Although the Affordable Care Act has implemented some payment reductions to the HHA, they are offset by the annual payment update, the report said. The commission's recommendation would reduce payments to the HHAs more than required by the ACA.

“This recommendation would reduce spending for Medicare services by $250 million to $750 million in 2016 and $5 to $10 billion over five years,” the report said.

SNF Rebasing 

Additionally, the report calls for rebasing payments to skilled nursing facilities.

MedPAC first included the recommendation to rebase the SNF payments in its March 2012 report. The recommendation in the March 2015 report repeats the one made in 2012 but is updated “for implementation three years later.”

Under the reiterated recommendation, MedPAC specified that Congress should eliminate the marketbasket update and direct the HHS secretary to revise the prospective payment system for SNFs for 2016.

Rebasing payments should begin in 2017, with an initial reduction of 4 percent and subsequent reductions over an appropriate transition until Medicare's payments are better aligned with providers' costs, the recommendation said.

The one-year savings estimate generated from this recommendation ranges from $750 million to $2 billion, and the five-year estimated savings would be more than $10 billion, the report said.

Doctor Payment Policy 

In the chapter on physicians, the commissioners reiterated their prior recommendation that the SGR formula be replaced with updates for the next decade, with higher levels for primary care services than for other services.

Bipartisan leaders in the House are discussing ways to replace the SGR, Medicare’s formula to reimburse physicians, along with a fallback position of a three-month “doc fix.”

If Congress doesn’t act, doctors will get more than 20 percent less for treating Medicare patients after the current short-term fix expires at the end of March.

Under MedPAC's approach, fees for non–primary care services would be reduced in each of the first three years, followed by a freeze. Fees for primary care would be frozen for 10 years.

In the area of replacing the PCIP, MedPAC Chairman Glenn Hackbarth said in January—when the commission approved the recommendation—that he views the proposed new bonus as a “stop-gap” measure and that more fundamental changes are needed to boost primary care.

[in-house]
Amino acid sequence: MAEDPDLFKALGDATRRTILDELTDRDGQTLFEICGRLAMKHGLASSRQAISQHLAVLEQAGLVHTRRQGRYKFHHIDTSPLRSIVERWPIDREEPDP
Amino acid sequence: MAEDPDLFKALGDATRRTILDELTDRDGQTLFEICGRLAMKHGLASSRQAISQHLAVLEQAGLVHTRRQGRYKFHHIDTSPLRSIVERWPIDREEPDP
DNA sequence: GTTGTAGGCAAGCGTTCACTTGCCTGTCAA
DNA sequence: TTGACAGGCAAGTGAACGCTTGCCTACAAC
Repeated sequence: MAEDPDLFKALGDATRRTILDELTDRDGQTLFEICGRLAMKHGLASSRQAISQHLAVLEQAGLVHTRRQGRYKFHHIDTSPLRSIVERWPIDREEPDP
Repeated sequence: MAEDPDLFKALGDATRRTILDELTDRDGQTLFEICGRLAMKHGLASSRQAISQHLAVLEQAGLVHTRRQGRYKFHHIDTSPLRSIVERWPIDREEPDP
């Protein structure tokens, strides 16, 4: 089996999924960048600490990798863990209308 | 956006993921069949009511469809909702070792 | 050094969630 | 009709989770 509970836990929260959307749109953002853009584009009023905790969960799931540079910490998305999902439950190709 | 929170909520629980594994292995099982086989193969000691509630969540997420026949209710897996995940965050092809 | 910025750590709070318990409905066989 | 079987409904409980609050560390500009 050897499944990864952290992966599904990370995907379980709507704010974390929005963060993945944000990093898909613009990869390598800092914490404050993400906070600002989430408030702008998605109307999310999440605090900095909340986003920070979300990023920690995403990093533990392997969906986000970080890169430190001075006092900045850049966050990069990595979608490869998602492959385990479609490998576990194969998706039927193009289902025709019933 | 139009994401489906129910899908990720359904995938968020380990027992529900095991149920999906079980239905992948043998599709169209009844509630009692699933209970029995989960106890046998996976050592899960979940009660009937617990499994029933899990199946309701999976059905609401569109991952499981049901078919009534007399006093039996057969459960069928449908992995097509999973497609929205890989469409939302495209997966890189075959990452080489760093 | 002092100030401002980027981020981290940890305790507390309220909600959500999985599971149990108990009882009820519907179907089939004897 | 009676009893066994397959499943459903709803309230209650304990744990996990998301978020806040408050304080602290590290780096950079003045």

Medicare Advantage

In the area of private plans, MedPAC said that between 2013 and 2014, enrollment in Medicare Advantage plans grew by about 9 percent (or 1.3 million enrollees), to 15.8 million enrollees. This compares with a growth rate of 3 percent for the total Medicare population, according to the report.

About 30 percent of all Medicare beneficiaries were enrolled in MA plans in 2014, up from 28 percent in 2013. The growth is occurring despite the continued phase-in of the Affordable Care Act's methodology for reducing MA payments to the level of pay under fee-for -service (FFS) Medicare. For 2016, the Centers for Medicare & Medicaid Services has recommended about a 1 percent cut in payments.

Payments to plans in 2015 will be 2 percent above spending in traditional Medicare, compared with 6 percent in 2014, the report said. This means that “plan enrollees in 2015 would receive about 102 percent of the funding that Medicare spends on similar FFS Medicare beneficiaries.”

However, the report said that due to coding patterns, Medicare is actually paying about 105 percent, or $8 billion, more toward care for MA enrollees in 2015 than it would have spent had the beneficiaries remained in FFS Medicare.

The report cited research that found that risk scores for MA plan members—based on diagnoses that providers coded during the year before the payment year—have been growing more rapidly than risk scores for those in FFS Medicare.

Explaining the difference, the report said that to “receive the maximum payment they may rightfully claim, plans have an incentive to ensure that the providers serving the beneficiary record all diagnoses completely.”

Part D Drug Benefit

In addition to recommendations, the MedPAC report examined the status of the Part D drug benefit. It said although the number of MA plans offering the prescription drug benefit (MA-PDs) remained stable in 2015, the number of stand-alone prescription drug plans (PDPs) dropped by 14 percent from 2014.

“The decline in PDPs is due largely to consolidation of plans among sponsors that merged with one another or is in response to CMS’s policy intended to differentiate more clearly between basic and enhanced benefit plans and a policy discouraging plans with low enrollment,” the report said.

In addition, the number of PDPs with no premium, for which enrollees who receive the low income subsidy (LIS) may join, declined by 20 percent, from 352 in 2014 to 283. Low-income beneficiaries are assigned to a PDP that bids at or below the low-income subsidy threshold and can provide zero-dollar previous premium benefits.

To contact the reporter on this story: Michael D. Williamson in Washington at mwilliamson@bna.com and Mindy Yochelson in Washington at myochelson@bna.com

To contact the editor responsible for this story: Brian Broderick at bbroderick@bna.com

The report is at http://op.bna.com/hl.nsf/r?Open=bbrk-9uknvg.

A MedPAC fact sheet is at http://tinyurl.com/kv5slyc.

The rehabilitation providers' document is at http://bit.ly/1wzEsh4.